Political instability hurts Malaysia as investment hub, say experts
PETALING JAYA: Political instability and foreign labour uncertainties are among the issues hampering Malaysia’s efforts to attract companies to invest in the country, say economists.
The Malaysian Investment Development Authority (Mida) recorded RM19.5 billion from foreign investment in the first six months of 2020, with its chairman stating he expects Malaysia to continue being a regional investment hub despite the Covid-19 pandemic.
However, Sunway University economics professor Yeah Kim Leng says although Mida’s innovative approach to attract investment hits the right notes, it is insufficient as long term investors are very particular about political stability.
“A stable government is crucial for foreign investment to hit the desired high single-digit growth rate,” said Yeah.
Goh Lim Thye, a senior economics lecturer at Universiti Malaya (UM), noted that a 2013 report by the World Bank had highlighted the significantly reduced investment in the Middle East and North Africa from 2003 to 2012 because of adverse political shocks.
Goh said that Singapore’s stability had made it stand out from the competition despite the global economic outlook.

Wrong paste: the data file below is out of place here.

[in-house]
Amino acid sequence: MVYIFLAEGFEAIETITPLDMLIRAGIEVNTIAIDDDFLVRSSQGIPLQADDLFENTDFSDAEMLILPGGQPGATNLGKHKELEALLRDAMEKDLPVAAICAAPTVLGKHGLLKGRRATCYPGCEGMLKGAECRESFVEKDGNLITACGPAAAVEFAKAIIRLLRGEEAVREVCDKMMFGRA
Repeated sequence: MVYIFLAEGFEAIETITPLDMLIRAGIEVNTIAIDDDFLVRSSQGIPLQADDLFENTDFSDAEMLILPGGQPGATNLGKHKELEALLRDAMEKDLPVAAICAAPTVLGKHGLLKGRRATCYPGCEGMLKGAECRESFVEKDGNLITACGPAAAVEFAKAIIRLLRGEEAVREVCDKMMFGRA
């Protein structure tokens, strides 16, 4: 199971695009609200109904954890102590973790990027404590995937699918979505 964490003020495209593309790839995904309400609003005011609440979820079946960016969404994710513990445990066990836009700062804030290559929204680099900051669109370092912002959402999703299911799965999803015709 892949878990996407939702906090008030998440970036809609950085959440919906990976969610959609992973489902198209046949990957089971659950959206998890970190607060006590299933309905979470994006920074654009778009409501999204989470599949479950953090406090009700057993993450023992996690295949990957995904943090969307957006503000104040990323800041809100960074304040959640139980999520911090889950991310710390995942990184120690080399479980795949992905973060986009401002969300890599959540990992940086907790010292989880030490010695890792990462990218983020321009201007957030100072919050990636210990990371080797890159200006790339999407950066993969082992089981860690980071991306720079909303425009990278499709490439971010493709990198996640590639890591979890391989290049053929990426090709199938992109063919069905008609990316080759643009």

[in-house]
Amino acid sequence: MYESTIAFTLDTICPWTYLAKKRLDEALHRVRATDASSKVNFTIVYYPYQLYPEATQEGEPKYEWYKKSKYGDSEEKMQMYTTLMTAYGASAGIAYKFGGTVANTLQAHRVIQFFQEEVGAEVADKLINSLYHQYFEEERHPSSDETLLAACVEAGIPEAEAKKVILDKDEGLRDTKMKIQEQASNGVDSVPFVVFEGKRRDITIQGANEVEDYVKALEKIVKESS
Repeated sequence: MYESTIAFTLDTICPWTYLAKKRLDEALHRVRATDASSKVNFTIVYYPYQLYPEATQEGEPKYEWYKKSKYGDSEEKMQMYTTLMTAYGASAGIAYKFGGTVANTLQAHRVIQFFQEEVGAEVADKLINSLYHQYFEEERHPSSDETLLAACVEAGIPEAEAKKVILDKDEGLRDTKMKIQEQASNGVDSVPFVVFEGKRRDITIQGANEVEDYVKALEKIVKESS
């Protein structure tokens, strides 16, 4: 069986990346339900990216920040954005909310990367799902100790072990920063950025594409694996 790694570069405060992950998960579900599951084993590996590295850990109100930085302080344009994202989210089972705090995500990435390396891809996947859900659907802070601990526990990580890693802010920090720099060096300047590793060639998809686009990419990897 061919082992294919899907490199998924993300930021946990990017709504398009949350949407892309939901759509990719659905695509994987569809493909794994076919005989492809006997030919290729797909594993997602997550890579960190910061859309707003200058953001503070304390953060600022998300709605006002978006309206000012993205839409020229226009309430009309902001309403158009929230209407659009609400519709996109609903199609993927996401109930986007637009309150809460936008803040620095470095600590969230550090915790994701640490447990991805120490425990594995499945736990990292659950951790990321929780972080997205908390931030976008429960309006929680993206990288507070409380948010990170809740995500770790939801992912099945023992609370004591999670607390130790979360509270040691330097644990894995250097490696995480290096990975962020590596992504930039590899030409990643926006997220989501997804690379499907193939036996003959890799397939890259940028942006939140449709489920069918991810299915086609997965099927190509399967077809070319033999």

Carmelo Ferlito, the head of the Centre for Market Education, part of the Institute for Democracy and Economic Affairs (IDEAS), said that Malaysia has done well in the past decade to attract foreign investment despite being a small market.
However, he said, the current political instability has meant investors have taken a “wait and see” approach.
The trio were commenting on a recent statement by Mida chairman Abdul Majid Ahmad Khan that Malaysia will remain an attractive investment target despite the Covid-19 pandemic and uncertain global economy.
He said Malaysia’s advantages included a sturdy and reliable local supply chain network, and long-term sustainable growth prospects.
Ferlito said recent government policies on foreign workers and expatriates had placed Malaysia “in a very bad position” and urged that labour policies be discussed with international chambers of commerce.
“No foreign company will be willing to come here and not have the freedom to at least choose their top managers. I expect more MNCs to leave Malaysia precisely because of this,” he said.
Ferlito said a ban on foreign workers would hurt manufacturing companies with large-scale assemblies, warehouses and logistics systems, the type of operations which require a large number of foreign workers.
He said he had seen multinational corporations pack up because of the impossibility of hiring manufacturing workers.
Goh agreed that a ban on foreign workers would severely hurt the economy.
He said unofficial estimates say that Malaysia hosts up to six million foreign workers, or 18.6% of the country’s 32.6 million population – a far fry from the 2.1 million documented by the human resources ministry.